Summary

The S&P 500 index chalked up a gain above 2,700 for the first time on Wednesday and other major indexes hit record closing highs as technology stocks climbed after signs of robust economic growth.

Stocks added slightly to gains late, with some support from minutes from the Federal Reserve’s last policy meeting showing the fed would likely stick to gradual interest rate hikes this year.

Earlier in the session, data indicated that factory activity increased more than expected in December, a sign of economic momentum at the end of 2017. Meanwhile, manufacturing surveys pointed to a strong start for the European economy.

Alphabet, IBM and chipmakers were among the largest drivers. The S&P 500 tech index, the best-performing S&P sector in 2017 with a 37 percent jump, ended the day up 1.1 percent.

The shares of chip manufacturers rose for a second straight session, with the Philadelphia Semiconductor index up 1.7 percent in its strongest two-day performance since June 2016.

The CBOE Volatility Index, better known as the VIX and a popular options-based gauge of expected near-term price volatility, closed at 9.15, just shy of its record low close of 9.14 on Nov. 3.

Gains in energy and healthcare also boosted the market. The S&P energy index gained 1.5 percent, while S&P healthcare index rose 1 percent.

Intel Corp ended the day down 3.4 percent. The company acknowledged a report that a design flaw in its chips could let hackers steal data but said it was working on a solution that would not significantly slow computers.

Advanced Micro Devices climbed 5.2 percent. Nvidia Corp gained 6.6 percent and Micron Technology Inc rose 3 percent.

Oracle Crop chalked up an increase of 2.3 percent after Morgan Stanley upgraded its rating on the business software maker.

Approximately 7.1 billion shares changed hands on the major domestic equity exchanges, a number that compares favorably with the 6.3 billion share daily average over the past 20 trading days, according to Thomson Reuters data.

Day’s Economic Data

Factory activity increased more than expected in December, assisted by a surge in new orders, a further sign of strong economic momentum at the end of 2017.

The economy’s robust fundamentals were also underscored by other data on Wednesday showing construction spending rising to a record high in November amid broad gains in both private and public outlays.

The Institute for Supply Management (ISM) said its index of national factory activity rose to a reading of 59.7 last month, the second-highest reading in six years, from 58.2 in November. A reading above 50 indicates growth in manufacturing, which accounts for about 12 percent of the economy.

The survey’s new orders sub-index shot up 5.4 points to 69.4, the highest reading since January 2004. Manufacturers also reported an increase in export orders. While a measure of factory employment fell 2.7 points last months it remained at lofty levels consistent with an expansion in manufacturing payrolls.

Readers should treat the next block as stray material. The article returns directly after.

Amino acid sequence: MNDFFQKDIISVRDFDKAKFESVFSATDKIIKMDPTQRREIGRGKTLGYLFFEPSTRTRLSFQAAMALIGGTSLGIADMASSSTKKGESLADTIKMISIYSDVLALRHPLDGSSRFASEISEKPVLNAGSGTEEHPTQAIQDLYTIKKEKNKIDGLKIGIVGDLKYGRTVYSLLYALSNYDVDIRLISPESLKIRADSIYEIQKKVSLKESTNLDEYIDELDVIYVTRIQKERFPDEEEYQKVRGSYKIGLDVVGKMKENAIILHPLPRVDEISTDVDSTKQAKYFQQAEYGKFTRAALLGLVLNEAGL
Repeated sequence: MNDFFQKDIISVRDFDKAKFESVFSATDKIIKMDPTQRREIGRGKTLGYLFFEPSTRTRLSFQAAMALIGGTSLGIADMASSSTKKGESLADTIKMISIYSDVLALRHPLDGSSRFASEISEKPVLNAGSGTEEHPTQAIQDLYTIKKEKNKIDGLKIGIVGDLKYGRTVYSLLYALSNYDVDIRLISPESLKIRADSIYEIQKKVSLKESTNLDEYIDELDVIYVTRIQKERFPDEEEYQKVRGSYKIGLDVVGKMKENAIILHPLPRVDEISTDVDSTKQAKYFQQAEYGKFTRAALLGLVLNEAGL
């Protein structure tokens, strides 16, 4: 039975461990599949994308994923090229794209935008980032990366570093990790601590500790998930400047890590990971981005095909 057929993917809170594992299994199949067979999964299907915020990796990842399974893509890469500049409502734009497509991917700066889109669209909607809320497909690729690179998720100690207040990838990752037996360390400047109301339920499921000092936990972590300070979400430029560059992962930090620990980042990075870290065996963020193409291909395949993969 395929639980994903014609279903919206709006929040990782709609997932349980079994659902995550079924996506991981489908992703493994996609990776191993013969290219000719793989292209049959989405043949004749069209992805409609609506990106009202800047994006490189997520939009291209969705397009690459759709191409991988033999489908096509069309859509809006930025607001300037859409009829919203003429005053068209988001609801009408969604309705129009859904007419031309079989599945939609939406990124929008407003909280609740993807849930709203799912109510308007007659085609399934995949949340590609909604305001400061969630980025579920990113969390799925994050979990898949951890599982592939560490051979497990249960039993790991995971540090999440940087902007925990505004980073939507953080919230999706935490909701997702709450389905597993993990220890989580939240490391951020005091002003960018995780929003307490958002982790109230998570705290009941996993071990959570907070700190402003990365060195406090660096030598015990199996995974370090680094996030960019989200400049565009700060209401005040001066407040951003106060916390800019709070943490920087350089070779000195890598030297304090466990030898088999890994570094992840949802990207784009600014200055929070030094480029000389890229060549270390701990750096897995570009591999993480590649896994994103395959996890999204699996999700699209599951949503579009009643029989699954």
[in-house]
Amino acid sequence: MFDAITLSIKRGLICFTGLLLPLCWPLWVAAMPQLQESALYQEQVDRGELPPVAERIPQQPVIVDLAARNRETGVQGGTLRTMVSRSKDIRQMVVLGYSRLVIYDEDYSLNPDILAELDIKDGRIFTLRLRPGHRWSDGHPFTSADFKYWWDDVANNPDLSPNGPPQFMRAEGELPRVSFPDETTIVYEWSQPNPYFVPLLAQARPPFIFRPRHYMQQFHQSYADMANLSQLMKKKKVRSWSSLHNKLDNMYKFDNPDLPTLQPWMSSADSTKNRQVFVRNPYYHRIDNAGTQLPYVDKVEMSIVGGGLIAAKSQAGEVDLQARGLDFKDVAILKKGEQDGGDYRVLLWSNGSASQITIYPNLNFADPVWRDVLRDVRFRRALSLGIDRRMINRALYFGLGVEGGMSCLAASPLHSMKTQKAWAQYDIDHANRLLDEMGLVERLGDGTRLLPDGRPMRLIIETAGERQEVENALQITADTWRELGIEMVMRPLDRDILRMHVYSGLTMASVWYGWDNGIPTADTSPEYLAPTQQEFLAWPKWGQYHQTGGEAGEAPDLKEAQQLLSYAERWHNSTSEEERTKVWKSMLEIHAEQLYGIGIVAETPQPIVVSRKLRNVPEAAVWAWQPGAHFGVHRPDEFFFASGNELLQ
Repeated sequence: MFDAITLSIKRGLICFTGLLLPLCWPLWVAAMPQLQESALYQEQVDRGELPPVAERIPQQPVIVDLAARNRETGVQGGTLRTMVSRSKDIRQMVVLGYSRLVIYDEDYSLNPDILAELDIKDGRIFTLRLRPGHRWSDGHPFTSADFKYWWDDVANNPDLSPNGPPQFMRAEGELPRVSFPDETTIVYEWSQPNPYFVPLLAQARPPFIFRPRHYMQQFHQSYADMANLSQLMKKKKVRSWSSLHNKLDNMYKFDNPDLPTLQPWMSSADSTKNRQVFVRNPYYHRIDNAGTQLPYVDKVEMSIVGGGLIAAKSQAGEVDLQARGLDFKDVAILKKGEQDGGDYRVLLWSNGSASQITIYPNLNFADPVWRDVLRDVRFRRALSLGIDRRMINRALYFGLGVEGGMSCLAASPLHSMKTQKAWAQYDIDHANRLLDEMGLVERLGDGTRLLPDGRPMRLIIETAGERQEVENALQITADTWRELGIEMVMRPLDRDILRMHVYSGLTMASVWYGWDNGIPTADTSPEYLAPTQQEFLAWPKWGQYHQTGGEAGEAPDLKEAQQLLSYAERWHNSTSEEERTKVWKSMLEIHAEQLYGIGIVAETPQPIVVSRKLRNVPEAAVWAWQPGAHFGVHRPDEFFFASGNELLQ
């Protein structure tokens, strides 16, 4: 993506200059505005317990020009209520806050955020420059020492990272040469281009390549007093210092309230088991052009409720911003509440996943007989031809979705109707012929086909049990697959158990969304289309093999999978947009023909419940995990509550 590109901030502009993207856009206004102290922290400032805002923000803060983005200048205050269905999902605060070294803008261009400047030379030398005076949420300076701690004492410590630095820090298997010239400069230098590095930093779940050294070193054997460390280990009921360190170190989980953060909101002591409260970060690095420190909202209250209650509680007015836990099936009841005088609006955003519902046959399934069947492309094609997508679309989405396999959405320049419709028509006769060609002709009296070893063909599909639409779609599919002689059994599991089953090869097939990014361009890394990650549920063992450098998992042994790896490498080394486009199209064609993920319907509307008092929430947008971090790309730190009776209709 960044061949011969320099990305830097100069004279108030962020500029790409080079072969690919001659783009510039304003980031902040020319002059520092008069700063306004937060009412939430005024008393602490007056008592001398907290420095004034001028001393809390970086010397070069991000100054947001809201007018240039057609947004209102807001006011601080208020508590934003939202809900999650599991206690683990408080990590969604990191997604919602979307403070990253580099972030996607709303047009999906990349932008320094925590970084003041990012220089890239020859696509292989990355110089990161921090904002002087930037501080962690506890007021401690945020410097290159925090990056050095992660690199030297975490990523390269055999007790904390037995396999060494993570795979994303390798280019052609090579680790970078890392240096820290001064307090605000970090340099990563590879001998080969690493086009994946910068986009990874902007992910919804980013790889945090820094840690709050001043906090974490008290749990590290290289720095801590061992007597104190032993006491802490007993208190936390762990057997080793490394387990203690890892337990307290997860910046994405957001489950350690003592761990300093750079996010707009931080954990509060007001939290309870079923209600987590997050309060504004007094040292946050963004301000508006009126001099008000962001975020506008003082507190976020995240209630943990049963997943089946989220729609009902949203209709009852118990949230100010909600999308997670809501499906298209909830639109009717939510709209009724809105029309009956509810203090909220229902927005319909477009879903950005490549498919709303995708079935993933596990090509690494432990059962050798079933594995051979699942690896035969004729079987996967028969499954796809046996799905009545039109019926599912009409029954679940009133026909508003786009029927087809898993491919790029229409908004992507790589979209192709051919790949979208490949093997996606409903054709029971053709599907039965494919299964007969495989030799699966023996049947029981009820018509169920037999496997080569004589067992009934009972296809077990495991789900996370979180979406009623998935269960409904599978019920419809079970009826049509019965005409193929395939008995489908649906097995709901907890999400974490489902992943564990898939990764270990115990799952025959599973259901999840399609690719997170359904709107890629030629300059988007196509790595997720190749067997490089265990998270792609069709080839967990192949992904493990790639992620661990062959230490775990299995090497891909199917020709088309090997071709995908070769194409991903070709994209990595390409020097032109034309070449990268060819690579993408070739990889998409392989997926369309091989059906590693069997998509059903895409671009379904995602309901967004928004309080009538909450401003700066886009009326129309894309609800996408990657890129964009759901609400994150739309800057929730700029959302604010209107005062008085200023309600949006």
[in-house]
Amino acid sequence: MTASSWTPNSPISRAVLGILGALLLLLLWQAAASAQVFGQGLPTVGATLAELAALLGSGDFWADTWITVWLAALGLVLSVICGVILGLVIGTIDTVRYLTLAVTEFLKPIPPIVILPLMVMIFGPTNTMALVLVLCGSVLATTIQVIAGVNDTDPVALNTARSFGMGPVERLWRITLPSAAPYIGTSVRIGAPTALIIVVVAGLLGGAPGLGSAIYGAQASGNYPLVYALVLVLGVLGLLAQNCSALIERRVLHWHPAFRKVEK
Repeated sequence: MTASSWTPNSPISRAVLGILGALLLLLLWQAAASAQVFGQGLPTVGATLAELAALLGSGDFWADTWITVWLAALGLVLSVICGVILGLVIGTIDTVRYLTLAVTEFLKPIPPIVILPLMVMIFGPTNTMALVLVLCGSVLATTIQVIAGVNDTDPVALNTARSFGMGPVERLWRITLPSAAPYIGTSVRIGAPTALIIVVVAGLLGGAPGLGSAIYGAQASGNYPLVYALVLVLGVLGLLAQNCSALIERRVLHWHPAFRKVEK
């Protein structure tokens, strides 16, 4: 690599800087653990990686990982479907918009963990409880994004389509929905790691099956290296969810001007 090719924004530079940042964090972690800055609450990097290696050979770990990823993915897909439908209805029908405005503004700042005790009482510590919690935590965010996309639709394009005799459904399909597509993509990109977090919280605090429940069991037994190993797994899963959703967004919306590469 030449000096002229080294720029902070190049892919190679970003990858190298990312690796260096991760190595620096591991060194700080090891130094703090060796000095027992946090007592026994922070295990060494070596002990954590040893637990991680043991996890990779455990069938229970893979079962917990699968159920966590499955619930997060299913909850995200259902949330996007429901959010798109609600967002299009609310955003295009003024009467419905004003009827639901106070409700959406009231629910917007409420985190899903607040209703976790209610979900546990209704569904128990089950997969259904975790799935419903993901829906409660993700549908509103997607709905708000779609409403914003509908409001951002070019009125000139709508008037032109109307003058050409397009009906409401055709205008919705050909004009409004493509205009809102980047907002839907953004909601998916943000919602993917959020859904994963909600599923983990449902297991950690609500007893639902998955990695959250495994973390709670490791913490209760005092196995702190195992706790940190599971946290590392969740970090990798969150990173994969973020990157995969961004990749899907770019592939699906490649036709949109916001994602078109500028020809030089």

Factories also reported paying more for raw materials, with the survey’s prices index jumping by 3.5 points. Rising raw material prices bolster the view that inflation will pick up in 2018.

Manufacturing is likely to get a boost this year from a $1.5 trillion tax cut approved by Congress recently. The overhaul of the tax code, the most sweeping in 30 years, reduced the corporate income tax rate to 21 percent from 35 percent.

Business spending surged in anticipation of the corporate tax cuts. Recent weakness in the dollar and a strengthening global economy are expected to buoy exports of U.S.-made goods, which would underpin manufacturing.

The ISM survey showed manufacturers upbeat about the economic outlook. Machinery producers reported strong international sales and computer and electronic products manufacturers said they were “seeing a ramp-up with companies releasing early 2018 spend now.”

Food, beverage and tobacco products manufacturers, however, struck a more cautious note saying that while the economy and business were strong, signals of “headwinds in 2018 are persistent.”

In a separate report on Wednesday, the Commerce Department said construction spending rose 0.8 percent to an all-time high of $1.257 trillion in November. It advanced 2.4 percent on a year-on-year basis.

The manufacturing and construction reports added to data ranging from the labor market to housing and consumer spending in sketching a robust picture of the economy.

Following Wednesday’s data, the Atlanta Fed raised its fourth-quarter gross domestic product estimate by four-tenths of a percentage point to an annualized rate of 3.2 percent. The economy grew at a 3.2 percent pace in the third quarter.

In November, spending on private residential projects was up 1.0 percent to the highest level since February 2007 after rising 0.3 percent in October. The increase was in line with a recent rise in homebuilding and supported expectations that housing would boost economic growth in the fourth quarter after being a drag on GDP since the April-June period.

Spending on nonresidential structures rebounded 0.9 percent in November after falling 0.2 percent in the prior month. Overall, spending on private construction projects climbed 1.0 percent in November to a record high. That followed a 0.3 percent increase in October.

Outlays on public construction projects rose 0.2 percent in November after increasing 3.5 percent in October.